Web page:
FTA's fuel duty work with Government

Here are just some of the ways we've represented the interests of the road freight industry to Government.

Meetings with ministers
FTA has met regularly with ministers from the Department for Transport (DfT) in recent months, as well as Treasury Minister Danny Alexander, to discuss the impact of fuel duty, along with other issues. There's a regular dialogue with different ministers and senior civil servants from different departments, which we will continue to grow over the coming months.

Politician meetings
Each year, FTA holds around 100 different meetings with politicians from every corner of the UK and almost every point on the political spectrum. Fuel duty is a regular topic of discussion and we're always working to increase industry’s coalition of support on this issue inside Parliament. FTA will be in Parliament regularly to discuss these issues and you can read more about this work on the FTA website and in Freight magazine.

Profile raising of fuel duty
In a variety of different formats, and particularly as part of FairFuelUK, FTA has played a key role in a variety of different events designed to keep the public's attention focused on fuel duty. FTA has pushed a truck down Whitehall, hand delivered petitions to the Chancellor of the Exchequer and worked with MPs on several Westminster debates, among other activities to keep the media interest in fuel duty strong.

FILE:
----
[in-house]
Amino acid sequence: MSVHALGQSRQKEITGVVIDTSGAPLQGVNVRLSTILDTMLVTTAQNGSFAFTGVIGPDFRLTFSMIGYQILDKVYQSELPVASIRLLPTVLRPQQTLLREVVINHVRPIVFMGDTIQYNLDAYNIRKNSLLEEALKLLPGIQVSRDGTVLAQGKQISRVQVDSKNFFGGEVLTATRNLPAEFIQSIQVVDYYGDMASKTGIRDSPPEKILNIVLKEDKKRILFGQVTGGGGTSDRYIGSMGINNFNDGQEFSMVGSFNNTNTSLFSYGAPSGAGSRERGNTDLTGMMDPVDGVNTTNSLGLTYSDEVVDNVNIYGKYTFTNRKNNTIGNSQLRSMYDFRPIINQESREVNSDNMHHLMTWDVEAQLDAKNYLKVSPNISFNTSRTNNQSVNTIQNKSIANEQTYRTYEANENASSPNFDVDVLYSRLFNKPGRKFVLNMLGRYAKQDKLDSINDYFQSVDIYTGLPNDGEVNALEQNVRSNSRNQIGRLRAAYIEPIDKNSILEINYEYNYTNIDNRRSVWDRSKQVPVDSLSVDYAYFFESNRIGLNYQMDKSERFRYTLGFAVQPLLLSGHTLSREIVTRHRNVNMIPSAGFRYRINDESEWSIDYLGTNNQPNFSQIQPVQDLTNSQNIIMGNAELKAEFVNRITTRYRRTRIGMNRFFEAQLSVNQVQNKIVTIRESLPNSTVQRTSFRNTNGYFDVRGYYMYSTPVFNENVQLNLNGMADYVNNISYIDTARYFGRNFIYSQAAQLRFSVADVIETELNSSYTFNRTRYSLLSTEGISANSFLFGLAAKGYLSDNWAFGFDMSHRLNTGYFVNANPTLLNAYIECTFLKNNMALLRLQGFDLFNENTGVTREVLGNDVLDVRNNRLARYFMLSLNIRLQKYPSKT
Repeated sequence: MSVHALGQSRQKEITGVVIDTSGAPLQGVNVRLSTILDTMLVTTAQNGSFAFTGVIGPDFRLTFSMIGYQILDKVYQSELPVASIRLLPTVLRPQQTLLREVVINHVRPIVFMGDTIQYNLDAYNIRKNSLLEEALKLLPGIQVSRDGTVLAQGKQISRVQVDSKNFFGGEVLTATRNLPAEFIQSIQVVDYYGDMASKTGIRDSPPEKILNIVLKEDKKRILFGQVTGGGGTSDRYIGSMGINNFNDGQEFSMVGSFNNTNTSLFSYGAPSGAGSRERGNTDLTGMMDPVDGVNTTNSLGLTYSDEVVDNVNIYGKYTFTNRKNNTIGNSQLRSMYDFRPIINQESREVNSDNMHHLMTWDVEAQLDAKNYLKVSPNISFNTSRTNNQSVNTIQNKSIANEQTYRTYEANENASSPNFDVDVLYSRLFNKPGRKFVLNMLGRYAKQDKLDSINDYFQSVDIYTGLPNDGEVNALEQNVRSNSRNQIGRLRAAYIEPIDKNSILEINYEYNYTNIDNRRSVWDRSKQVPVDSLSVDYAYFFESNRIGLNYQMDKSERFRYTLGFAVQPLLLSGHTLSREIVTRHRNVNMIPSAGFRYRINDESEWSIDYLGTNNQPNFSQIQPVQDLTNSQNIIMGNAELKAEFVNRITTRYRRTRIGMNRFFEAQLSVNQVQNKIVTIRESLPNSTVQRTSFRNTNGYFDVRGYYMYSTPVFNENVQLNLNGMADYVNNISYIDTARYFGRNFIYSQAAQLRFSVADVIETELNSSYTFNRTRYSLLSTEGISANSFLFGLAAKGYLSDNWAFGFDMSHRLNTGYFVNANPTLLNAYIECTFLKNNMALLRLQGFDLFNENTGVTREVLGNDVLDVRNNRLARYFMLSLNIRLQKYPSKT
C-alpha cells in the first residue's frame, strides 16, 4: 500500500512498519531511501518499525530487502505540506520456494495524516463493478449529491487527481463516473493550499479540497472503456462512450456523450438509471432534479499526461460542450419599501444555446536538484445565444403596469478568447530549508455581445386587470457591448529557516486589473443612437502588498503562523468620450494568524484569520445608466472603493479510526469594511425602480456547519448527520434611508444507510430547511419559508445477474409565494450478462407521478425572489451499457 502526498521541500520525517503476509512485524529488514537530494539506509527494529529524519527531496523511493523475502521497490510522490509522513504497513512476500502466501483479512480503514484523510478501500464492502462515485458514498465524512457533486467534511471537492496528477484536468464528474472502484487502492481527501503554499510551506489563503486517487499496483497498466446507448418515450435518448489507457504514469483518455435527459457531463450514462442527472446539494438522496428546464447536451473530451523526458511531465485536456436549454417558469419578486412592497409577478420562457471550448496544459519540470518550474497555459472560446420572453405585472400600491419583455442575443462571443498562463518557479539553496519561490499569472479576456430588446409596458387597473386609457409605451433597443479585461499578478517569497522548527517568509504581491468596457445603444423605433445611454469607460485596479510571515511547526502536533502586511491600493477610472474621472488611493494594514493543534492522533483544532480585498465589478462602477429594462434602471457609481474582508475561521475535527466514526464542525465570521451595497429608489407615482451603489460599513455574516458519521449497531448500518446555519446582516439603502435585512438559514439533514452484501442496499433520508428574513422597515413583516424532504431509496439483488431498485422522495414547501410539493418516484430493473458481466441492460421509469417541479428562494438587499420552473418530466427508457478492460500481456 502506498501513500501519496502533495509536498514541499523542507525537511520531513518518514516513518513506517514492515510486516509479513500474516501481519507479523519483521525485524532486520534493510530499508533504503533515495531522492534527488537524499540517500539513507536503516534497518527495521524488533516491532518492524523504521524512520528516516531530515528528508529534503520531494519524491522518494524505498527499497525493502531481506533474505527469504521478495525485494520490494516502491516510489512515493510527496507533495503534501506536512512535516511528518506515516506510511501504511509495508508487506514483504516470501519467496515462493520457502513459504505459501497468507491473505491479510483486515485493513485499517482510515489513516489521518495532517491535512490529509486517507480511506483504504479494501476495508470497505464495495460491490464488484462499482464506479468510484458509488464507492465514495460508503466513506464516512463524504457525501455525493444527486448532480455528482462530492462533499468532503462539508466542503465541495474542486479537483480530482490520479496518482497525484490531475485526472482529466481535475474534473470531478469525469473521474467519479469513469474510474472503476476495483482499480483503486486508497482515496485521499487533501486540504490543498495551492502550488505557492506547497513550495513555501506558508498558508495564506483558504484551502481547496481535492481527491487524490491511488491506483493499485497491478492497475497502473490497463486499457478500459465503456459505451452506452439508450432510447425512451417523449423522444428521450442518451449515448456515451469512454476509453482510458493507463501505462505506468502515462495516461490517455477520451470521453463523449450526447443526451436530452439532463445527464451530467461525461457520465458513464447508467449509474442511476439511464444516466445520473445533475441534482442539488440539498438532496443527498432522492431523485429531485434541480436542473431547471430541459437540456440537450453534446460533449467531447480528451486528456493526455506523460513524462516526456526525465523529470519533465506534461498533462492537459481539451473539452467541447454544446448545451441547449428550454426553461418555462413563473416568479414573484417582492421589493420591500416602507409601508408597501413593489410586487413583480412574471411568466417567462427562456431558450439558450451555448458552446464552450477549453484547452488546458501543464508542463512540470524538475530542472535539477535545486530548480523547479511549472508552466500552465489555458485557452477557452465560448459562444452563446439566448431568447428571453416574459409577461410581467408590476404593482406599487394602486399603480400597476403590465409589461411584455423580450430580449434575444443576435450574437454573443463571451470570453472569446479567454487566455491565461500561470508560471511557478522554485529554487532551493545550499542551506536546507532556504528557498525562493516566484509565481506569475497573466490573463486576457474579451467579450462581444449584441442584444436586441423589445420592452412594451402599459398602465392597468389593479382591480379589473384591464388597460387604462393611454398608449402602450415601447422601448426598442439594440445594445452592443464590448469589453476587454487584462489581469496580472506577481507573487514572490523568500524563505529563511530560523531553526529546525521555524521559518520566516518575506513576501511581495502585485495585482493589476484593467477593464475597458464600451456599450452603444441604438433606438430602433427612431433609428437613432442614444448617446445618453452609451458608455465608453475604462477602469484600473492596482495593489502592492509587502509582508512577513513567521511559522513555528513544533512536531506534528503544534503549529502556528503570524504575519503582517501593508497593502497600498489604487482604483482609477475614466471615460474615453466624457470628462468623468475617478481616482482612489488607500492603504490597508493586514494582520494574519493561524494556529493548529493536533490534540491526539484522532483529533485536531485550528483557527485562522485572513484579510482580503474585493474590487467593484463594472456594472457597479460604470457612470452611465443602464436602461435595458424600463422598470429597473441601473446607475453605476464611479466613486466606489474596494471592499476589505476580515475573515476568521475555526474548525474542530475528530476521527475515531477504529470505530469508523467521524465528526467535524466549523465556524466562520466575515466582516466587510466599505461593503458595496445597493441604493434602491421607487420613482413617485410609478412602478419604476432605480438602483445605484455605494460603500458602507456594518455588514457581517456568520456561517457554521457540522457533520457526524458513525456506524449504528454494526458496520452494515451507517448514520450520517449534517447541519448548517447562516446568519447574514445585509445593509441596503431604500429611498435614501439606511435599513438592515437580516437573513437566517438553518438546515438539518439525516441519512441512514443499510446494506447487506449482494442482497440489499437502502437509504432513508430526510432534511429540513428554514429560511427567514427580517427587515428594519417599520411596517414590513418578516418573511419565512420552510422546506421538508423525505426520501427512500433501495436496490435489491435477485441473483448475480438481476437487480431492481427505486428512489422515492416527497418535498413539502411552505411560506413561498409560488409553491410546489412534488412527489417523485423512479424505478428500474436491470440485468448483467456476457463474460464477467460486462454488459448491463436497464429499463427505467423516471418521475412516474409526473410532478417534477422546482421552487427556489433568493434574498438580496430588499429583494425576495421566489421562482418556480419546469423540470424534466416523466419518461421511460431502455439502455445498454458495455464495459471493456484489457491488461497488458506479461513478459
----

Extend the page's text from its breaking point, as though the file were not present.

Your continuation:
Budget submission
Ahead of each Budget, we compile our suggestions on the direction the Government should move to improve the trading conditions for freight. This sets out to ministers and key Government officials the FTA view on how each Budget should treat key issues such as fuel duty for the benefit of industry. In 2013 this submission was followed by the cancellation of September’s planned duty rise, followed by the announcement of the freezing of fuel duty until the next General Election in 2015.

All-Party Working Group
FFUK has been busy setting up a cross-party formal group of MPs in Westminster to make sure that the issues around fuel pricing stay high up on the political agenda. This will help industry and motorists work with politicians to raise the profile of fuel issues within Parliament by holding debates, receptions, press conferences and more. These events are then covered by the national media, keeping the issue as live outside Westminster as it is inside.